[cairo] text measuring speed

Bill Spitzak spitzak at d2.com
Wed Jun 15 09:51:47 PDT 2005

It seems to me that the way FreeType does the hinting is perhaps 
desirable and Cairo should copy it.

It would be very useful to know that changing the CTM would result in 
the exact same image, only transformed. Thus the CTM should not affect 
the font hinting, because the result is not a scaled image.

Therefore, why not have only the font transformation matrix affect the 

The only disadvantage I can think of is that programs would have to set 
the CTM to approximately the default in order to get correct hinting. 
However I feel this is how most programs operate anyway and this is thus 
not a huge problem.

The advantages are:

A text-formatting program wanting to produce a reduced-size version of 
it's output currently has to get all the font metric information at the 
actual output size, and then reuse that information to lay out the text 
in the smaller page, otherwise the word wrap and justification will 
change. This requires two cairo_t's, which can get real annoying if 
Pango or some other intermediate library has not been set up to do this. 
With this change the same cairo_t can be used to measure and print.

The CTM is completely irrelevant to font metric information and 
therefore it can be cached and returned with no transformation, 
resulting in (apparently) a great deal of speed up.

The font transform could be limited in scope to avoid questionable 
metrics informations. Translation is already disallowed, with this 
scheme that would be more consistent. Vertical skew could also be 
disallowed, so that rotation must be done using the CTM, eliminating a 
lot of mysteries in what the font metric information contains and also 
eliminating the growing bounding box problem. I could even see removing 
horizontal skew, though that is probably not a good idea.

Keith Packard wrote:

> In FreeType, there are two separate transformations applied to each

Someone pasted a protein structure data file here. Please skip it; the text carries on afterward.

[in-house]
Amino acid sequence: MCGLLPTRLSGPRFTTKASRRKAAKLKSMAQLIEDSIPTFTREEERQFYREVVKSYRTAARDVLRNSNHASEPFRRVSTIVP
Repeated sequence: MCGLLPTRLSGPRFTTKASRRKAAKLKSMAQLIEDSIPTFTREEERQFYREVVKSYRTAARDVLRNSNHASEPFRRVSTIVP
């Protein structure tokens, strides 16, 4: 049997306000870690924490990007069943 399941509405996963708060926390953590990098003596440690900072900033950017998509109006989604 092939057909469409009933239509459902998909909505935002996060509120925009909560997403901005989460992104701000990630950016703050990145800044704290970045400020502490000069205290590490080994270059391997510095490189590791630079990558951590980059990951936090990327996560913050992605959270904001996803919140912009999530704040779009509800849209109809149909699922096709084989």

> glyph.  The first is a simple scaling transform which adjusts the X and
> Y dimensions to fit the desired pixel dimensions.  After this scaling
> operation, FreeType applies whatever hinting algorithm is specified to
> adjust the outlines themselves.
> Once the outlines are hinted at the desired pixel size, a separate
> transformation matrix can be applied to the outline to rotate, shear or
> even rescale the outline.
> Xft uses this separate matrix to scale glyphs by 3 in the X dimension
> when doing sub-pixel decimated text drawing.  It uses this post-hinting
> matrix so that the glyph hints operate in full pixel space rather than
> sub-pixel space.  
> Cairo takes the two transformation matrices (font-space -> user-space
> and user-space -> device-space) and multiplies them together.  From this
> combined transformation matrix, it separates the scaling portion and the
> reshaping portion and hands these to FreeType, the scaling being applied
> pre-hinting and the reshaping (shear, mirror, rotate) afterwards.  This
> ensures that the glyph appearance on the screen is correctly hinted at
> the specified pixel size independently of how that pixel size was
> arrived at as a combination of the two transformations applied by the
> user.
> Because hints affect glyphs metrics, cairo must use post-hinted metrics
> for measuring text, this means using the metrics of the glyphs after the
> hinting and scaling operation.  It can not, however, use pure
> device-space metrics as those will have the reshaping transformation
> applied and hence be no longer aligned with the nominal font-space
> baseline of the glyphs.
> However, the separation of the combined transformation matrices is not
> exposed above the font layer, and so it cannot store metrics in the
> post-hinted space either.  Instead, it takes the post-hinted metrics and
> scales them by the inverse of the scaling portion of the combined
> transformation.  This provides pure font-space metrics which can be
> converted to an arbitrary user space by the simple application of the
> font-space -> user-space transformation matrix.

More information about the cairo mailing list